The Inevitable Divorce: Saudi Arabia and the UAE. (Opinion)

Gabriel B
Gabriel B
Feb 26 · 3 min read

Will the UAE step out of Saudi Arabia’s shadow?

Part 1: Relations between the United Arab Emirates and GCC Members.

Since the formation of the Untied Arab Emirates in 1971, the Emirati monarchy has relied heavily on the support and protection of Saudi Arabia. The United Arab Emirates (UAE), being a leading member of Gulf Cooperation Council (GCC) has backed Saudi Arabia its “cold war” with Iran.

The UAEs commitment to Saudi Arabia originates from having a similar culture, religion, abundance of oil and geographical proximity. Both countries share a rivalry with Iran and a distaste for the Muslim Brotherhood. In 2011, the Emirati’s followed Saudi Arabia into sending arms to the rebels in Syria and backing armed groups in Libya. A few years later, the UAE again joined Saudi Arabia in supporting the Hadi led government in Yemen and blockading former ally Qatar. Emirati backing of the blockade solidified its support for Saudi Arabia and it’s commitment to fighting Iran and the Brotherhood.

GCC Blockade Map by BBC

Countering Iranian influence in the region is essential for the safety of the United Arab Emirates. Iran and the UAE are separated by a 140 miles of water. Emirati oil exports could be halted in a matter of hours in a conflict with Iran. Qatar is known as being the “Switzerland” of the Middle East, with trade agreements with Iran and anti Iran members of the GCC. The Qatari government accuses the UAE of orchestrating cyber attacks on government agencies and framing Qatar for supporting terrorists. Regardless of the accusations, the Emirati government fears Qatars connections with Iran and especially the Muslim Brotherhood.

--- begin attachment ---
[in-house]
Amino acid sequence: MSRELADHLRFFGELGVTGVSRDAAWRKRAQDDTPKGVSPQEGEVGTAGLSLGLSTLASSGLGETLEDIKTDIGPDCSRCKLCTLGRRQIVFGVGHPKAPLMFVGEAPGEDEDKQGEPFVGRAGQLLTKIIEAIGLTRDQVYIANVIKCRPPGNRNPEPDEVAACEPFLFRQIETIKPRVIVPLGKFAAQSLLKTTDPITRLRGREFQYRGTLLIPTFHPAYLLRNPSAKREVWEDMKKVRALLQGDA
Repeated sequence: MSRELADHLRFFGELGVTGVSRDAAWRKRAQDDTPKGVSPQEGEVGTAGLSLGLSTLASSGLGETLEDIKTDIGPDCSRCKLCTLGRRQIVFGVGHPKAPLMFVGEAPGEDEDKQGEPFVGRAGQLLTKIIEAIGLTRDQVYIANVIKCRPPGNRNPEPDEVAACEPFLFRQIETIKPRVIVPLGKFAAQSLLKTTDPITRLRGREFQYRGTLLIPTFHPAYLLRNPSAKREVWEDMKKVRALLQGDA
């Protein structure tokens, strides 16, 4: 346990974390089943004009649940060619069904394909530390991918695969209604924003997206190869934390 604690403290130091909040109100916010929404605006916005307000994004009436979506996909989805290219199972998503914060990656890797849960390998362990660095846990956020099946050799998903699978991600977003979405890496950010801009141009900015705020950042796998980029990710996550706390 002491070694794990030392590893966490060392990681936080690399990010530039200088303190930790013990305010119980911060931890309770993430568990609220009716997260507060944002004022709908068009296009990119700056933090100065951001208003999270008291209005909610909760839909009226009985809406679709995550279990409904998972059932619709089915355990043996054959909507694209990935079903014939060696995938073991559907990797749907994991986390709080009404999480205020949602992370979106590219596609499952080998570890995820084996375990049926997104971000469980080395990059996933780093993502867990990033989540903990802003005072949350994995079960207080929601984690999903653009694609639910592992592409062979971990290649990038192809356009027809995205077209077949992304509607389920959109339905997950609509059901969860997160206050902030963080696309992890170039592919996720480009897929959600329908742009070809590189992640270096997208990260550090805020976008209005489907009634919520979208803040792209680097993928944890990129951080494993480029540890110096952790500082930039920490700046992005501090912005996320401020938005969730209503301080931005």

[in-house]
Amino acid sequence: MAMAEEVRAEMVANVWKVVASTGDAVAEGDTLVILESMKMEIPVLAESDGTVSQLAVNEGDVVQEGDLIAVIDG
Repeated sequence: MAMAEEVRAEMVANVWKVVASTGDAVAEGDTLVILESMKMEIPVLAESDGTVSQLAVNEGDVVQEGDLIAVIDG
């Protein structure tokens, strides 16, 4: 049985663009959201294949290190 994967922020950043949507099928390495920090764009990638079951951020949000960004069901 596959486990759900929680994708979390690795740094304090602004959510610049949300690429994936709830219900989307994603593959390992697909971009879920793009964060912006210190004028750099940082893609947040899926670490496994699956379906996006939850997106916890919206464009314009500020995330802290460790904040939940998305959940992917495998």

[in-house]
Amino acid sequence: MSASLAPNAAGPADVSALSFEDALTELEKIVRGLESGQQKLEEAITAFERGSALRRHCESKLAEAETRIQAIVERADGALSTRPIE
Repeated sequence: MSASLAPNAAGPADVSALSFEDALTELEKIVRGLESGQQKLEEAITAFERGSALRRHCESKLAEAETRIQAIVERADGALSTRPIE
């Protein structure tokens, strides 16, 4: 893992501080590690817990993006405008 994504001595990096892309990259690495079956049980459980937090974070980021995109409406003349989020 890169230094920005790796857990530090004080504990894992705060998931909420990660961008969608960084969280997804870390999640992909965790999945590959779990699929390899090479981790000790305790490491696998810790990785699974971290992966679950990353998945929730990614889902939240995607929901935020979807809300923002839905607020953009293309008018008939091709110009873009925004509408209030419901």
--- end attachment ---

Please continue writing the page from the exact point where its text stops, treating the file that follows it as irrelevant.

The Muslim Brotherhood poses a grave threat to the The Emirati royal family. The brotherhood over the years has gained traction from dissent in the poorer Emirates in the UAE. Most of the power and influence in the country comes from the Emirates of Dubai and Abu Dhabi. This gives the UAE another reason why to rally behind Saudi Arabia live map of Yemeni Civil War

The real Saudi-Emirati split begins with Saudi Arabia’s constant dominance on the United Arab Emirates’ foreign policy. The UAE is a growing power in the Middle East but finds that there is a lack of room to spread its influence. Saudi Arabia dictates most of the politics of the GCC. Pre-Qatar blockade, the United Arab Emirates clashed with Qatar, over Libya and Iran. The UAE doomed its relationship with the Saudis when entering Yemen and Libya. In the past couple months, Emirati backed forces took Aden from the Saudi backed government causing chaos within the GCC. In Libya, both Saudi Arabia and the UAE support different rival governments. Earlier this year the UAE re-opened its embassy in Syria, signaling cooling relations with the Syrian regime. The UAE is attempting to spread its influence, testing the reaction from Riyadh.

Works Cited

Bianco, Cinzia. “Cracks in the Saudi-Emirati Alliance?” ECFR, 13 Sept. 1970,

“UAE Loosens Saudi Alliance to Push Peacemaker Image.” Reuters, Thomson Reuters, 28 Aug. 2019,

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